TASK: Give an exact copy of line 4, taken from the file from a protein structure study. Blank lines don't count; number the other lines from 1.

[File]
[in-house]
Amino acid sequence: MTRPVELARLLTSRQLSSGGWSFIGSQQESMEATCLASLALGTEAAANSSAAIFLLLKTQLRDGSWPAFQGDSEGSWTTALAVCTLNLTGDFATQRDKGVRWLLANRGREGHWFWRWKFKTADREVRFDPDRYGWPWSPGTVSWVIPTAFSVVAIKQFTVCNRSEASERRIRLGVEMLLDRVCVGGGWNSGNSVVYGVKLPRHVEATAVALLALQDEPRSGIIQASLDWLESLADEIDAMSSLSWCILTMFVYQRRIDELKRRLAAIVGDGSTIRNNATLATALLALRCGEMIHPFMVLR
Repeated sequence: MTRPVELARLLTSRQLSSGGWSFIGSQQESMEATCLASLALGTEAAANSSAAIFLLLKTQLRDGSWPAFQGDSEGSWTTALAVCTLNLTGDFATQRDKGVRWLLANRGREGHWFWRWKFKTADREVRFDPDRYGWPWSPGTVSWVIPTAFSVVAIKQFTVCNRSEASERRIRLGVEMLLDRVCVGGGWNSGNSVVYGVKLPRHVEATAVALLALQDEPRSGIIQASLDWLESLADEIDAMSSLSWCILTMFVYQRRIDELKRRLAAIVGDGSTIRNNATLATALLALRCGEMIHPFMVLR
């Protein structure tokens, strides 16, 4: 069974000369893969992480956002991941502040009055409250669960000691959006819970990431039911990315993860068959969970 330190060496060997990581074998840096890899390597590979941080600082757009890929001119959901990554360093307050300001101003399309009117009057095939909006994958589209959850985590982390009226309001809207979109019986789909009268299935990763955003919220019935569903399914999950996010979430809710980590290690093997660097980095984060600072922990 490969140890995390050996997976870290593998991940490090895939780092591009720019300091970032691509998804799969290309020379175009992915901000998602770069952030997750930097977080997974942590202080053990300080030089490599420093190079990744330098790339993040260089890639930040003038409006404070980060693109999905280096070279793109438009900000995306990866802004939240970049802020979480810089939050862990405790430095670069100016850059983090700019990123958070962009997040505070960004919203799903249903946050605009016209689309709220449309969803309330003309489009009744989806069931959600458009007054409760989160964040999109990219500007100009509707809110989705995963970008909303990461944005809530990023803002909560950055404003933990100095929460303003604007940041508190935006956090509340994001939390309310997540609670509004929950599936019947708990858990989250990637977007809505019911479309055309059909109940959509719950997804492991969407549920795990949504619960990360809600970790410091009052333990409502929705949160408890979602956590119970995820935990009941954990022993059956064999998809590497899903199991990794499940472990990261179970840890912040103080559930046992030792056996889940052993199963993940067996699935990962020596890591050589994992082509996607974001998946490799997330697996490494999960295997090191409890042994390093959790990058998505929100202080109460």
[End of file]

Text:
């Protein structure tokens, strides 16, 4: 069974000369893969992480956002991941502040009055409250669960000691959006819970990431039911990315993860068959969970 330190060496060997990581074998840096890899390597590979941080600082757009890929001119959901990554360093307050300001101003399309009117009057095939909006994958589209959850985590982390009226309001809207979109019986789909009268299935990763955003919220019935569903399914999950996010979430809710980590290690093997660097980095984060600072922990 490969140890995390050996997976870290593998991940490090895939780092591009720019300091970032691509998804799969290309020379175009992915901000998602770069952030997750930097977080997974942590202080053990300080030089490599420093190079990744330098790339993040260089890639930040003038409006404070980060693109999905280096070279793109438009900000995306990866802004939240970049802020979480810089939050862990405790430095670069100016850059983090700019990123958070962009997040505070960004919203799903249903946050605009016209689309709220449309969803309330003309489009009744989806069931959600458009007054409760989160964040999109990219500007100009509707809110989705995963970008909303990461944005809530990023803002909560950055404003933990100095929460303003604007940041508190935006956090509340994001939390309310997540609670509004929950599936019947708990858990989250990637977007809505019911479309055309059909109940959509719950997804492991969407549920795990949504619960990360809600970790410091009052333990409502929705949160408890979602956590119970995820935990009941954990022993059956064999998809590497899903199991990794499940472990990261179970840890912040103080559930046992030792056996889940052993199963993940067996699935990962020596890591050589994992082509996607974001998946490799997330697996490494999960295997090191409890042994390093959790990058998505929100202080109460």